It Takes More Than a Village

On Saturday March 5th, I will be at the starting line of the Can Am 30 International Sled Dog Race on Main Street in Fort Kent Maine. I have been on a wonderful journey this past fall and winter, training and conditioning myself and my sled dogs in preparation for Saturday’s event.

A venture of this sort takes a lot of preparation and commitment but I could never have made it to the starting line without the support and encouragement of so many of you.

I’m a relative "newbie" to mushing since I started 5 years ago after I retired from teaching. Every musher and mushing enthusiast I have met since then has made an impression on me and has helped me develop into the musher I am today. Every training run and mushing event has been a delight which is why I do this. But more importantly, I have learned something from every run and I have my dogs to thank for that. They have helped me view the world with new eyes and they have opened my mind to a new awareness of what it means to be part of a team. I am a better person thanks to the lessons my dogs have taught me.

When I put on my bib on Saturday morning I will be thinking of all of the people who had a special hand in getting me to that starting line.

My husband Kevin, who prefers golf and heat to snow and subzero temperatures, has been my most ardent supporter. He has driven me thousands of miles from Maryland to Canada so that I could train and attend events. He has spent countless hours sitting in a cold car at various trail heads waiting for me to complete a run, many of which took several hours. As my "One Man Pit Crew" he has seen to it that we could safely transport our dogs and my rig or sled and his help at the trail head has ensured that the dogs were under control when the adrenalin was rushing through their veins as they banged on their harnesses eager to get going. All thewhile he did this with his usual good nature and sense of humor, penning his thoughts in an entertaining series of Mushing Bulletins that he sends out to our family and friends. Priceless.

I am grateful to my family, especially my mother for her patience in sharing a house with 5 Huskies, and for her encouragement and financial support.

My son Shane has repaid any debt he may have owed me by spending the last 6 weeks working from our home so that he could house-sit, pet-sit with our retired Siberian and Grandma-sit with his grandmother so that Kevin and I could leave for 6 weeks with peace of mind knowing that everything was safe and secure back home. For his gift of giving, I will be forever grateful. I am also thankful for Shane’s professional support for my work with nutrition and my love of mushing. In creating this website he has strived to educate me and to keep me linked to the web and I appreciate the patience of his effort.

Thanks go also to my daughters, Audrey and Kathleen, who have given up their weekends to drive down to the Maryland Eastern Shore to spend time with their grandmother and to Tracey and her family in Wisconsin who have been able to lend their support so that my mother could visit with her great grandchildren via SKYPE.

My list of mushing friends and mentors keeps growing but I am particularly indebted to Gino Roussel owner of Baisley Lodges in New Brunswick Canada and his wife Fran. Their cabins have been a great second home during the past month and Gino’s wonderful system of groomed trails has made my training a very enjoyable experience. I am grateful for their friendship and encouragement.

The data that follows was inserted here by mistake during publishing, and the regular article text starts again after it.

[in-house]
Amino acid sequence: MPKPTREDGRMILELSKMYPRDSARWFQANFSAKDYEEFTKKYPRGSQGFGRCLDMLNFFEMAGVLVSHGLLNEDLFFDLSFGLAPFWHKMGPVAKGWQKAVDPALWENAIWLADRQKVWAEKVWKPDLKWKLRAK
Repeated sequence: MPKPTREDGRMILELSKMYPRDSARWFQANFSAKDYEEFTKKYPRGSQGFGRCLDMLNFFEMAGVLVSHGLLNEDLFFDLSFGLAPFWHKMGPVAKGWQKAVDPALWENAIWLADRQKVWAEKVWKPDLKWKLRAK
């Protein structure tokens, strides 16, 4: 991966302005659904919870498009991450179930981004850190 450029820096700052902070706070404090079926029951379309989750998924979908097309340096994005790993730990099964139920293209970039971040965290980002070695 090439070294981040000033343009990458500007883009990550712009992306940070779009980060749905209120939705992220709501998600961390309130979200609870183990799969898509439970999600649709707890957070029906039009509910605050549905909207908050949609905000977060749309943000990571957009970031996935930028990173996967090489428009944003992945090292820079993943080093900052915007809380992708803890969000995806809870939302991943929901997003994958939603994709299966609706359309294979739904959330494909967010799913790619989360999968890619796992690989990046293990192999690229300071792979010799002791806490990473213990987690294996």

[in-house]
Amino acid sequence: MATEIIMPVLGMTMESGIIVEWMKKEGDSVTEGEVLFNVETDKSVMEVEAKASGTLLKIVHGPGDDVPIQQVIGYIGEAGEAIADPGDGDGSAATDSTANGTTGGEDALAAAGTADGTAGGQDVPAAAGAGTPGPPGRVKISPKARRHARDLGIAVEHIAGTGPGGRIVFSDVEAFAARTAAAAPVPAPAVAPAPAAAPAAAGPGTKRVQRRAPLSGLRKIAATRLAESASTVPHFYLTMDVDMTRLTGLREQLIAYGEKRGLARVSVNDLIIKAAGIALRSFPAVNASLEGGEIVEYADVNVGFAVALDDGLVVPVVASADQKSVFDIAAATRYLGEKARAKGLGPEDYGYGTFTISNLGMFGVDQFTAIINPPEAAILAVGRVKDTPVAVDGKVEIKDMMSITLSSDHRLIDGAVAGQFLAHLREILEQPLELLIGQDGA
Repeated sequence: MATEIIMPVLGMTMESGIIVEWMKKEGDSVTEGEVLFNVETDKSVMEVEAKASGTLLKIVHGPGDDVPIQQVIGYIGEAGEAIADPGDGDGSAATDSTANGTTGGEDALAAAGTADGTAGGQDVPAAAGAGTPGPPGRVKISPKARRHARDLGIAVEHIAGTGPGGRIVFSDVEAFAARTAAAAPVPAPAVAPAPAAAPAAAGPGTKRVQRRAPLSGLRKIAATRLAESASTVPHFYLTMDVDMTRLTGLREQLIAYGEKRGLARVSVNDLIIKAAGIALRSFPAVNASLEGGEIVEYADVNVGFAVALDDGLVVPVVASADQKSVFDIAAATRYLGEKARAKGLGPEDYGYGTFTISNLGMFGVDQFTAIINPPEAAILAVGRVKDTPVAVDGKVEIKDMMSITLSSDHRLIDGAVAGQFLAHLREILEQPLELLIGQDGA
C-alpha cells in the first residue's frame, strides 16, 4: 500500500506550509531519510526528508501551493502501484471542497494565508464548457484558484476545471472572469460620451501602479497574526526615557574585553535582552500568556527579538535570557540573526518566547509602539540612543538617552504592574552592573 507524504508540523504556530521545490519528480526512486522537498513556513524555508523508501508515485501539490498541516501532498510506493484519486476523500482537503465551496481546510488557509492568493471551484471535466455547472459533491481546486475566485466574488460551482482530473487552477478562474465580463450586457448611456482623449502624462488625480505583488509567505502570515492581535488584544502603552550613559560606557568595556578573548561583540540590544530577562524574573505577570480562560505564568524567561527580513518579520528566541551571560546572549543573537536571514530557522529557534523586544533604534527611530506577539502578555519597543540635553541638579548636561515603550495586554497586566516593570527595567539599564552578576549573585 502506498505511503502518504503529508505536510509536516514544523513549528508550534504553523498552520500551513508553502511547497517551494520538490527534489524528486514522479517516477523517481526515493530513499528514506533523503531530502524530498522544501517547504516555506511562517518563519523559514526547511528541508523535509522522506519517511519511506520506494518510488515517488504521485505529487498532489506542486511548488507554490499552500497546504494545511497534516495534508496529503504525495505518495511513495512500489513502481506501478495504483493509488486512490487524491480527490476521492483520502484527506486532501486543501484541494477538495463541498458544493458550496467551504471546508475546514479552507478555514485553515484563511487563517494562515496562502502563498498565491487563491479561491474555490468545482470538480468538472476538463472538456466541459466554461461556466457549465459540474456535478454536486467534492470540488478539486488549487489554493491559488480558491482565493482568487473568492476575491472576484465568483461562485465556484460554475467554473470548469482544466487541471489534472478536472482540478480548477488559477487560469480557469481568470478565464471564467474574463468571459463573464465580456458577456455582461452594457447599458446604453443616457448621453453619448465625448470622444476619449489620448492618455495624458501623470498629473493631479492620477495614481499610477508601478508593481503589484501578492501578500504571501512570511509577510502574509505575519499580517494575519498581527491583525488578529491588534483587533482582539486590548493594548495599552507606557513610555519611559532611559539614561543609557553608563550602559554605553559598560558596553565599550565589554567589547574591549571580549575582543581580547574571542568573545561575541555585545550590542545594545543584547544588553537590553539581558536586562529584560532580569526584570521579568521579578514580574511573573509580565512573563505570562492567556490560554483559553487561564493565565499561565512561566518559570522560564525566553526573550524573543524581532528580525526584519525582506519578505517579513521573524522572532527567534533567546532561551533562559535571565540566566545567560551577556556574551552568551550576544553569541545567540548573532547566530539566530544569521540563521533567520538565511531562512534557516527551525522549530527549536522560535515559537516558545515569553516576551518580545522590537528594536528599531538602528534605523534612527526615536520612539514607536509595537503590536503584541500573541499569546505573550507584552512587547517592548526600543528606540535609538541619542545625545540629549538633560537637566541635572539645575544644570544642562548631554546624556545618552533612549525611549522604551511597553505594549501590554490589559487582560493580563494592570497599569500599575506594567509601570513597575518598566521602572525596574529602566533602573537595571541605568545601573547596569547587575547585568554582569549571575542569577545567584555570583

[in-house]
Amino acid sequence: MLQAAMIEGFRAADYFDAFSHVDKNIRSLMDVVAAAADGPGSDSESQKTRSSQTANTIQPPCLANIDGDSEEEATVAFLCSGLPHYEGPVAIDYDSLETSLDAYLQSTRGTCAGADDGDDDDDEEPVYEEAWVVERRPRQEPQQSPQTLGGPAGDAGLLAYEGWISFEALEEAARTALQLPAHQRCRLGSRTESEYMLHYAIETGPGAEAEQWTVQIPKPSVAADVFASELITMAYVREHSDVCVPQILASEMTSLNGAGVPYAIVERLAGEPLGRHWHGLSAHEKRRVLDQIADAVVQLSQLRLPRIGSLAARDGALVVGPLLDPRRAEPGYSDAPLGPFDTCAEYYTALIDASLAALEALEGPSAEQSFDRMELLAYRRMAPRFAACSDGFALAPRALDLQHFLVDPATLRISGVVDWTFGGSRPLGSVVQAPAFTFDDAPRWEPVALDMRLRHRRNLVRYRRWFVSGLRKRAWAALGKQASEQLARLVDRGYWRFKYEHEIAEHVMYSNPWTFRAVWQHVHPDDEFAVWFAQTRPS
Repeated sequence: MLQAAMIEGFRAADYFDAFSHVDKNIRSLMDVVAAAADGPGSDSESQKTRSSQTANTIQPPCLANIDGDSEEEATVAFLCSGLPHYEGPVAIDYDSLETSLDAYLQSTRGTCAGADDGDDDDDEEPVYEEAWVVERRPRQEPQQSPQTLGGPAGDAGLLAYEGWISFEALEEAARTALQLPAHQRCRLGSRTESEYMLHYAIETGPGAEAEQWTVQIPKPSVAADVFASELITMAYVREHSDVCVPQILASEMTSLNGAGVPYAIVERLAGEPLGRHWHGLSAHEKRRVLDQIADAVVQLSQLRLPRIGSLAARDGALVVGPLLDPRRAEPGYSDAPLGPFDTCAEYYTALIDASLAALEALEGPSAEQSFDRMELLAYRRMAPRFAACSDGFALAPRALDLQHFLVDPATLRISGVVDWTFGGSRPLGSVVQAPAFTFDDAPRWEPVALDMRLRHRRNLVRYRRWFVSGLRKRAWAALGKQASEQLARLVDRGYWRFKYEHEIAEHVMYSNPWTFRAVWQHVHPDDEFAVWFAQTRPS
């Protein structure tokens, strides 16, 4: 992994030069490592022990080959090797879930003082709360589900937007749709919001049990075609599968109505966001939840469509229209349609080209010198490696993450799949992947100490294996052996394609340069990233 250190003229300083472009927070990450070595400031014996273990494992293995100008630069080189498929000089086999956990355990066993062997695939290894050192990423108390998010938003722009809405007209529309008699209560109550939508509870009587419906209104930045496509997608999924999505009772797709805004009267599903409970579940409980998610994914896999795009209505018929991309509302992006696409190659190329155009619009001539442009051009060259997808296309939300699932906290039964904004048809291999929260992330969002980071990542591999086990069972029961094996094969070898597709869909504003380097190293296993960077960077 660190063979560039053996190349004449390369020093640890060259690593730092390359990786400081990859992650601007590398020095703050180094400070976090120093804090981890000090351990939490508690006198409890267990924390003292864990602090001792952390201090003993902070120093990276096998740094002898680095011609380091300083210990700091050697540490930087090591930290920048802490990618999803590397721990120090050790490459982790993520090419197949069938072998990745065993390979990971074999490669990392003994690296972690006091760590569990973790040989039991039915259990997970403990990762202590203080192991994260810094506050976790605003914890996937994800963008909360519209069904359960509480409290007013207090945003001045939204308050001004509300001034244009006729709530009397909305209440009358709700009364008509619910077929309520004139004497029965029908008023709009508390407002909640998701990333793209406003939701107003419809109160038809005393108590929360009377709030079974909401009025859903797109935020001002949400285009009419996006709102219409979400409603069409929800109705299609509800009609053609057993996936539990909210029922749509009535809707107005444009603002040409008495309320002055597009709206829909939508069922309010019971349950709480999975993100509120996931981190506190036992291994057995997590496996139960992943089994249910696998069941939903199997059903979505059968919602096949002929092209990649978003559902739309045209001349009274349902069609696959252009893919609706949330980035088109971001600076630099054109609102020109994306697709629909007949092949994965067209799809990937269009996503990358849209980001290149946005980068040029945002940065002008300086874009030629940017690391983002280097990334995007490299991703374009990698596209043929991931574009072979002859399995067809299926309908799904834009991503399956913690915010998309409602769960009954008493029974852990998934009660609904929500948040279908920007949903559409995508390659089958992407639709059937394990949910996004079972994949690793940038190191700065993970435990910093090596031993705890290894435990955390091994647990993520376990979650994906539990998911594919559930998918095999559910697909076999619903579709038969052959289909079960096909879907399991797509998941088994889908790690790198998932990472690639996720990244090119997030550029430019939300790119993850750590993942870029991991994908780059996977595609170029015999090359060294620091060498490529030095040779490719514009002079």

To run the Can Am 30 a musher must have a 6 dog team. Since I run a team of 4, I was able to register for the race thanks to Rob and Louise Cooke who run Shaytaan Kennel in New Brunswick, Canada. They generously offered to lend me 2 of their Siberians, Moley and Mannie. These 2 lovable wheel dogs trained with Rob and the 2 are veterans of the Can Am 30 so they are the experienced members of my team and I am very grateful to have them along for the ride!

I am also grateful to my training buddies, Leigh Hunteman, Ruth Sands and Catherine Benson who are always eager to share their knowledge with me and always ready to lend me equipment! Their mentoring and support means alot to me.

To Joan and Gary Chapman from Critter Woods and James Wheeler, veteran mushers, who didn’t laugh when I told them I was considering running the Can Am. On the contrary they encouraged me to go for it and when I asked them about certain pet products used in training they generously gave me theirs to try.

Thanks also to Jamie Nelson (Can Am 250) and Ann Stead (Can Am 30), two veteran mushers from Minnesota who run Mushing Boot Camp. Their instruction is of the highest quality and they are an inspiration to all their students. I will try my best to make you proud.

Thanks to Sue Flynn who introduced me to Isotonix vitamins, the Transitions Lifestyle System and a new career path. As I get older, I attribute my new found energy to my lifestyle choice which includes eating whole foods,exercise, and taking Isotonix supplements. The gift of health has made it possible for me to live my dream.

While in Canada I have missed 2 special health professionals from Berlin Md.: Dr. Jeff Michael of Optimal Health Chiropractic and Melody Griner my massage therapist. Dr. Jeff knows how to keep me "on track" especially during fall dryland training when conditions can be pretty tough on the body. And Melody’s therapeutic touch can bring any sore muscle back to life!

Thank you all for your continued support, encouragement and understanding.

My run on Saturday will be for all of you!

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